Living up to 100 years is in itself considered a feat, one that places a person in the top 1% of the world’s population. Managing that while being a successful comedian, actor, and writer with a career that spanned 94 years is yet another remarkable achievement that places one in a category with less than 0.1% of the human population. Simply put, both feats are practically impossible, but for George Burns, they weren’t. Learn more about the American icon by reading below.
Life and Death of George Burns
George Burns, whose parents certainly had no idea at the time of his birth that he would become a special human, was born on the 20th of January, 1896. One could say his life had always been different. He was born to a family with 12 children, coming in at number nine of the gang of 12. His parents, Hadassah and Eliezer Birnbaum were Jewish immigrants to the United States.
After he lost his father at the age of 7, George’s life as an innocent child was over. He had to join the fray to support the very large family until luck smiled at him through the show promoter and producer, Lou Farley. George had been working as a syrup maker and would sometimes join his friends in a round of joyful singing while they worked. Their singing brought Farley into their lives, and Farley recruited George and his friends as a singing group, thus starting up George’s journey in show business.
George Burns lived a full and fun life enjoying his time in show business. He was a chronic smoker, smoking about 300,000 cigars during his lifetime from the age of 14. Although he smoked an average of 4 cigars a day, he never had cancer. As he got really old, however, he had a few injuries including a head injury that occurred shortly before his 100th birthday. He appeared in public for the last time on February 6, 1996, before he died on the 9th of March, 1996 in his Beverly Hills Home.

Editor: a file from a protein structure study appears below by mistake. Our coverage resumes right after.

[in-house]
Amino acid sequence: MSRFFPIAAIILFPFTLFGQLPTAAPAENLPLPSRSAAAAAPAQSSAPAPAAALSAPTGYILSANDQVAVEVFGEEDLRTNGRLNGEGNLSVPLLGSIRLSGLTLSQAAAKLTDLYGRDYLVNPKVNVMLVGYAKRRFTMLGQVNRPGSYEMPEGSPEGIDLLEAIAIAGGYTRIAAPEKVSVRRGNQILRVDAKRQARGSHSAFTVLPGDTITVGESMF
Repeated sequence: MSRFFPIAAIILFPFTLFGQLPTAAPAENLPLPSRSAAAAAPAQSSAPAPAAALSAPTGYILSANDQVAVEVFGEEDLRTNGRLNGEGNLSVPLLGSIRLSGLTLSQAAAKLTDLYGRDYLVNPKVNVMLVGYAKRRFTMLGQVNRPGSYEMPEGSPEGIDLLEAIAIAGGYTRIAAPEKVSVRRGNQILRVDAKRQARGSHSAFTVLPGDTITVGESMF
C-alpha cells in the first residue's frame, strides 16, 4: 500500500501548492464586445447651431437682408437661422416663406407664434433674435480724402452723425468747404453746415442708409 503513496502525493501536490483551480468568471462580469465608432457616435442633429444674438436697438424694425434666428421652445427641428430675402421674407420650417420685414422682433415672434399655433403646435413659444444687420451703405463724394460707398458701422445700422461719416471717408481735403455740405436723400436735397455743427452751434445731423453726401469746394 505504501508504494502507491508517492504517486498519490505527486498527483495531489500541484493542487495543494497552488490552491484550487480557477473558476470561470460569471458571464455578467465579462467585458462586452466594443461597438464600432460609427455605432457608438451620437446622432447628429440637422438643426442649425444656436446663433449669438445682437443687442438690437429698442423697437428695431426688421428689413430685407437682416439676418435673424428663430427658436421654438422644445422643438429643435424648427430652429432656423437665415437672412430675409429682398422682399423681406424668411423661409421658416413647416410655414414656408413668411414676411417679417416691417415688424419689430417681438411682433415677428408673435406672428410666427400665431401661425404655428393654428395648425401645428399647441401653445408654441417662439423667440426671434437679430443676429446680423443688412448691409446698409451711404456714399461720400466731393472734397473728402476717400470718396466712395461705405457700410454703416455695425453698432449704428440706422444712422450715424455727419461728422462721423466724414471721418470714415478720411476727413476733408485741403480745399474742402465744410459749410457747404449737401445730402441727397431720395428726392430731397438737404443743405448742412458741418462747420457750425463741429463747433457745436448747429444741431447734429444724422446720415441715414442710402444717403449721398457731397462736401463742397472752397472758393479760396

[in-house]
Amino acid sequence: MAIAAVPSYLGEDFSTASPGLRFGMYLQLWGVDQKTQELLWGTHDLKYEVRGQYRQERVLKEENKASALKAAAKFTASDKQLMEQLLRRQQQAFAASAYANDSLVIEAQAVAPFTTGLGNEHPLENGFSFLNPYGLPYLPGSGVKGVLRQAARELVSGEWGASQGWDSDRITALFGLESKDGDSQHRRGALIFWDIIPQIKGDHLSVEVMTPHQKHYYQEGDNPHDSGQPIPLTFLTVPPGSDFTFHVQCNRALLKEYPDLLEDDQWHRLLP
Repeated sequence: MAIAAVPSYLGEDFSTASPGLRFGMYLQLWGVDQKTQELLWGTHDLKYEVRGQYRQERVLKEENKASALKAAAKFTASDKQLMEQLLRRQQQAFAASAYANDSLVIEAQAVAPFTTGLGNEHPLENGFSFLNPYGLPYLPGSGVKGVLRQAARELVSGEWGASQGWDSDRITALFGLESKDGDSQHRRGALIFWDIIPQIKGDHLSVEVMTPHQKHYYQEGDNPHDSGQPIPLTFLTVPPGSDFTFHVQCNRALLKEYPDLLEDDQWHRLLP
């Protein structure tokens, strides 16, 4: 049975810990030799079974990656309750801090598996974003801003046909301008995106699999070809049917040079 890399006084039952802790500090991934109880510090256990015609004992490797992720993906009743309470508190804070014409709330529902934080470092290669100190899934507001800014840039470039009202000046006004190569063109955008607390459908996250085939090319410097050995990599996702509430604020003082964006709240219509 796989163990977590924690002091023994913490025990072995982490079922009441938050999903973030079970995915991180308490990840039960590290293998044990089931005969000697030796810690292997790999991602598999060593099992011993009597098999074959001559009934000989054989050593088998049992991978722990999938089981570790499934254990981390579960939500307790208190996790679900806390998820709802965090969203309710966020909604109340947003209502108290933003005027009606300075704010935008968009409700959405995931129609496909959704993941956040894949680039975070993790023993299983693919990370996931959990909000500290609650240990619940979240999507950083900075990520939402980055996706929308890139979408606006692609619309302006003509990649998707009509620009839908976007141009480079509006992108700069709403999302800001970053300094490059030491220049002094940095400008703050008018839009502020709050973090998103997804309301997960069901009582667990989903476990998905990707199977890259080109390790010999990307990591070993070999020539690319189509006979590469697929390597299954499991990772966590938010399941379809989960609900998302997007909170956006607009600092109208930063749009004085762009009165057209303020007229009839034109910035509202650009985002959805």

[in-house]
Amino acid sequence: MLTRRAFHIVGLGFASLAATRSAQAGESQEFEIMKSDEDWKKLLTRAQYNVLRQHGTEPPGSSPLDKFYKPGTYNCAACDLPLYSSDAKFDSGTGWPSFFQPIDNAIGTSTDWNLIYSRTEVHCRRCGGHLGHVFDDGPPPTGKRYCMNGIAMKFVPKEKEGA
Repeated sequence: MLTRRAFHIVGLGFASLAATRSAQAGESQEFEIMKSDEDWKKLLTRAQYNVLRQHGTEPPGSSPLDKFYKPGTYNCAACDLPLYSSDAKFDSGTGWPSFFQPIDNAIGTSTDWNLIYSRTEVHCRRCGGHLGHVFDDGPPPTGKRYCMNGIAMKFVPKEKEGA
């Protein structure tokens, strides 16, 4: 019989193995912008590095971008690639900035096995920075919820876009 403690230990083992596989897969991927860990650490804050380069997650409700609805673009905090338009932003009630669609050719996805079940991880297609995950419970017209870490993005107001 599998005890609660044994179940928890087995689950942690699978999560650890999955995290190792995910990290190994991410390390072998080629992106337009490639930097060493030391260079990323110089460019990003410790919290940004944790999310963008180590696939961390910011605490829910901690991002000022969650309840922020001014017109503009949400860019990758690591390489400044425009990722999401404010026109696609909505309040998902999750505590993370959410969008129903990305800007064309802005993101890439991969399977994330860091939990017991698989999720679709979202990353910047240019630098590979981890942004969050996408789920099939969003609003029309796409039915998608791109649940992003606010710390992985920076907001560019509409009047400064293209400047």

His funeral was held at Wee Kirk o’ the Heather church in Glendale and he was buried beside his wife at the Forest Lawn Memorial Park Cemetery.
All You Need To Know About The Comedian
George Burns had launched a career as a singer after meeting Farley but his budding career was nearly threatened with an abrupt break when Burns was drafted into the US Army for World War I in 1917. Luckily for him, his bad eyesight kept him from going to the war and so his journey to fame really began. He continued taking part on the shows that Lou Farley had him and his friends on, but expanded from simply singing to dance routines. His comedic talents would not become apparent and make him famous until he met Gracie Allen, his wife.
George’s life as a comedy star was mostly on radio alongside Gracie Allen. The two started out as comedy relief for Guy Lombardo. Although their show on Guy Lombardo was not widely accepted, the two eventually found their own crowd after they started airing their own show in February 1932. The two actors developed and acted sketch comedy skits and saw significant growth in their popularity.
George and his wife had their show, George Burns & Gracie Allen Show, which ran on the NBC radio network for 12 years before it was moved back to CBS where it initially began. Their show, which had national popularity eventually found its way to television in 1950 and lasted till 1958 due to Gracie Allen’s heart problems. Burns continued to star on shows like The George Burns Show, Wendy and Me, and George Burns Comedy Week.
George Burns also had an extensive filmography, starring in over 25 films over the course of his career. When he lost his wife in 1964, George threw himself into work, making television shows and touring the United States as a comedian. During this period, Burns starred in a film, The Sunshine Boys. He was 80 at the time and his performance earned him the Academy Award for Best Supporting Actor.
Burns refused to retire and worked till he was 100 years old. He only stopped work a few weeks before his death. His career achievements and accolades include three stars on the Hollywood Walk of Fame. One as a movie star, another as a television star, and the other as a live performer. While he was alive, Burns wrote 10 books, releasing the first in 1955 titled I Love Her, That’s Why and the last in the year of his death, 100 Years 100 Stories, released in 1996.